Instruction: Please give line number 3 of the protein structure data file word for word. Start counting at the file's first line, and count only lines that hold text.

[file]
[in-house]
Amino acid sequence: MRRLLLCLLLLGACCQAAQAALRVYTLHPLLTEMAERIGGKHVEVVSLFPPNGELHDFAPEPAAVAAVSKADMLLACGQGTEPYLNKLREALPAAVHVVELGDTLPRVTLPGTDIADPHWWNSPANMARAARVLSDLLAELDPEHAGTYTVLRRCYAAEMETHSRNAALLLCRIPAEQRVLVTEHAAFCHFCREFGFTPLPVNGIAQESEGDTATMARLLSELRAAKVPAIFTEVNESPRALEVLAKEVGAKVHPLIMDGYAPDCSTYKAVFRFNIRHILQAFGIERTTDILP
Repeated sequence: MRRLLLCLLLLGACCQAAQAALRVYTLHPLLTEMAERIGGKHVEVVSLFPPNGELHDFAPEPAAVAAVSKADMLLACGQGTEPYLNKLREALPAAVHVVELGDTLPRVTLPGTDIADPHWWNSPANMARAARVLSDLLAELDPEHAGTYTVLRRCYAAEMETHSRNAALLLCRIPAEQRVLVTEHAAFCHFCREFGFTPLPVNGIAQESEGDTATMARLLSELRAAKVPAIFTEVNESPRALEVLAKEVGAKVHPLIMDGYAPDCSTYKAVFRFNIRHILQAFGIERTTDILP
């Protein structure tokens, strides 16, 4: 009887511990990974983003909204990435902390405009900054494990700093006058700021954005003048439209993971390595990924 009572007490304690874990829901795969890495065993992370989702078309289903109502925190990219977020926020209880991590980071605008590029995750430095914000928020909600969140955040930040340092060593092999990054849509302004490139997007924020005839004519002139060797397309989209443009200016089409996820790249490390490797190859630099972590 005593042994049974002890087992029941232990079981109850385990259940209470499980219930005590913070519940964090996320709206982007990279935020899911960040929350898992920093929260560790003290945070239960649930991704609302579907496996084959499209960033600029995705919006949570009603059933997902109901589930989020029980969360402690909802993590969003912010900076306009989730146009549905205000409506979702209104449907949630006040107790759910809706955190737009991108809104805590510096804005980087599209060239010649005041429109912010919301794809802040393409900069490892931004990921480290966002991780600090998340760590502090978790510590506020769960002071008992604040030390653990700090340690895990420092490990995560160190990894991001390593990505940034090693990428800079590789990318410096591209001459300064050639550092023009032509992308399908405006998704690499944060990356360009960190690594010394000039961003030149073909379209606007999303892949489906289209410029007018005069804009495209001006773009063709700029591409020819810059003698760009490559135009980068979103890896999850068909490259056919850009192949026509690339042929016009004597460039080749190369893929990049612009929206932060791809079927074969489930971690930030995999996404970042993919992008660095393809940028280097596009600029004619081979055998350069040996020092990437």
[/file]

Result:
Repeated sequence: MRRLLLCLLLLGACCQAAQAALRVYTLHPLLTEMAERIGGKHVEVVSLFPPNGELHDFAPEPAAVAAVSKADMLLACGQGTEPYLNKLREALPAAVHVVELGDTLPRVTLPGTDIADPHWWNSPANMARAARVLSDLLAELDPEHAGTYTVLRRCYAAEMETHSRNAALLLCRIPAEQRVLVTEHAAFCHFCREFGFTPLPVNGIAQESEGDTATMARLLSELRAAKVPAIFTEVNESPRALEVLAKEVGAKVHPLIMDGYAPDCSTYKAVFRFNIRHILQAFGIERTTDILP